One of the most senior judges in the country has blown apart the Government’s claims about the legality of its EU deal.
In evidence given to Parliament and revealed by Vote Leave today, Sir Konrad Schiemann, a former English Court of Appeal and European Court of Justice judge contradicts claims by the Government that the renegotiation will have legal force straight after the referendum. He says that it will be a ‘political understanding’ but that changes to the treaties – which are necessary to give the deal legal force – can ‘only be achieved by following the lengthy processes in each Member State for ratifying Treaties’.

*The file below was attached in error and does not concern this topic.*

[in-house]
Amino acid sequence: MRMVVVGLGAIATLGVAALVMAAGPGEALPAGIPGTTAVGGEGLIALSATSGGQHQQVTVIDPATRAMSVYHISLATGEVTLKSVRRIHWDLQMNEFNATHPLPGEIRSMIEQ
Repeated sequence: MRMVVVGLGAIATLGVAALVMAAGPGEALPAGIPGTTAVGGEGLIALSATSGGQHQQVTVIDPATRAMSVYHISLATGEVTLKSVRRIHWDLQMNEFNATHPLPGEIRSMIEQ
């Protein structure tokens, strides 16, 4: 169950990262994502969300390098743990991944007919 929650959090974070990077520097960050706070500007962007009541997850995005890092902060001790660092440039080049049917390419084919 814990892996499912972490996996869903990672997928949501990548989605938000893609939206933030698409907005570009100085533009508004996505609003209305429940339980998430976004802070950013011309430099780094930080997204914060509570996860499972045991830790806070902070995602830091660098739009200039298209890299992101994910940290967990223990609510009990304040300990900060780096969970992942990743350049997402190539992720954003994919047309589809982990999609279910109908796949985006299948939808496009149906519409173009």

He also contradicts Government claims that the changes will be ‘irreversible’ and he says that the removal of ever closer union will not ‘achieve anything in particular’.
Commenting, Vote Leave supporter Jacob Rees-Mogg MP said:
‘The Government claims that its EU deal is legally binding but it will be EU judges, not our parliament who will make that decision.
‘So this evidence from a highly respected EU jurist is extremely significant. He gives short shrift to the claims by government spin doctors that this deal has legal force. It is, regrettably, all gas and gaiters.
‘The choice is clear - if you vote to remain you are voting to trust EU politicians to deliver on their promises in a few years' time. If you don’t trust them then you should join me in voting to leave.’
Notes to editors